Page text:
When diving into the world of soapmaking at 16, I began with the messiness of cold process soap, rendering fat, and navigating the challenges of a craft with scarce resources and zero instructions. The initial five batches were failures, leading me to explore the world of melt and pour soap, which, at the time, wasn’t as popular as it is today. Despite the hurdles, my passion for soapmaking grew, eventually leading me back to cold process soap. However, the introduction of lye, or sodium hydroxide, made the transition intimidating for many, including myself.
Lye, a caustic chemical, indeed demands utmost respect and careful handling. Its reputation for causing bodily harm is honest, but working with lye becomes safe and manageable with proper precautions, like driving a car or operating a gas stove. For a detailed guide on lye safety, refer to the [Lye Safety Guide](insert link).
You’ve encountered lye before in products like Drano or other drain cleaners. While these products contain sodium hydroxide, they are unsuitable for soapmaking due to additional chemicals. This underscores the importance of sourcing lye from reputable suppliers, such as Bramble Berry, which is 98% pure sodium hydroxide.
Contrary to dramatic portrayals, lye is not the corrosive substance depicted in movies like Fight Club. The discomfort from lye exposure typically starts with an itch and mild sting, progressing to a more intense sensation with prolonged contact. However, the immediate and severe damage portrayed in movies is not the reality.
When working with lye, safety precautions are non-negotiable:
- Wear long sleeves, long pants, closed-toed shoes, protective gloves, and eye goggles.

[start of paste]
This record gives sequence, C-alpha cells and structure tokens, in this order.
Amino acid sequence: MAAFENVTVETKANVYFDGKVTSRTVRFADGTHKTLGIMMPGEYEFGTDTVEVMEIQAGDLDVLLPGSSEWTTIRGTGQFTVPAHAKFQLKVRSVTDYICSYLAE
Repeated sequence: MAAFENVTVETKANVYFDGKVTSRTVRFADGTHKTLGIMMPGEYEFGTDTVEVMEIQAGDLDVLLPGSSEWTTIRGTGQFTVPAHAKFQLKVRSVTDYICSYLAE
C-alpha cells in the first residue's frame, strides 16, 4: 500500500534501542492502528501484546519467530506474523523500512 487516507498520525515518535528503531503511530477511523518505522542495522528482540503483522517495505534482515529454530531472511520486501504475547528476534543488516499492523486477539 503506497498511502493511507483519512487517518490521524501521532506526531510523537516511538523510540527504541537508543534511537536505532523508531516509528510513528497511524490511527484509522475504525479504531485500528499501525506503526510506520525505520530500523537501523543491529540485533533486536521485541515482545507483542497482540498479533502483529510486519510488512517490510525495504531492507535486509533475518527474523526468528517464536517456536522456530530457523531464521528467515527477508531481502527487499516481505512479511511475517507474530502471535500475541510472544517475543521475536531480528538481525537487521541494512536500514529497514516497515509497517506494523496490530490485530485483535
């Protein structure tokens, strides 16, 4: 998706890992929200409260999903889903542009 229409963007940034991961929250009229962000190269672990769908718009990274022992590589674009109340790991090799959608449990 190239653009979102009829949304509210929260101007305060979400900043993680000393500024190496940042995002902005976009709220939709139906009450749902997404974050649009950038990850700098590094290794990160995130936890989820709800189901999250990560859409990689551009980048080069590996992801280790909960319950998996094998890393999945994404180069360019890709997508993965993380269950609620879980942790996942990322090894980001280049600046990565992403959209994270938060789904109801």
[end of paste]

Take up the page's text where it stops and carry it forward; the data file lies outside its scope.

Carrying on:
- Cover your entire body to minimize skin exposure.
- Consider wearing a mask to avoid inhaling lye fumes, especially when mixing water and lye.
Addressing Lye Fumes:
The exothermic reaction between water and lye generates fumes, and while some soapmakers opt for masks, a well-ventilated room can often suffice. Mixing lye water outside or near open windows is a wise precaution, especially if you live in a small space.
After two decades of crafting cold-process soap, I can attest to never experiencing a severe lye burn. My worst encounter involved soap batter on a fresh cut, resulting in a stinging sensation that quickly subsided with proper care.
Embracing a healthy fear of lye is essential, but it shouldn’t hinder your exploration of cold process soap. Respect the seriousness of working with lye, follow safety guidelines diligently, and don’t let fear be a roadblock to your soapmaking journey.
For further insights and a visual guide to lye safety, refer to the OG Soap Queen TV video (different than the one embedded in this blog), where timeless information on lye safety is shared. Or head to the Bramble Berry Blog to learn more about Lye Safety here.
Remember, while lye demands caution, it’s a fundamental element in the alchemical artistry of soapmaking. With respect and knowledge, you can navigate this aspect of the craft safely and confidently.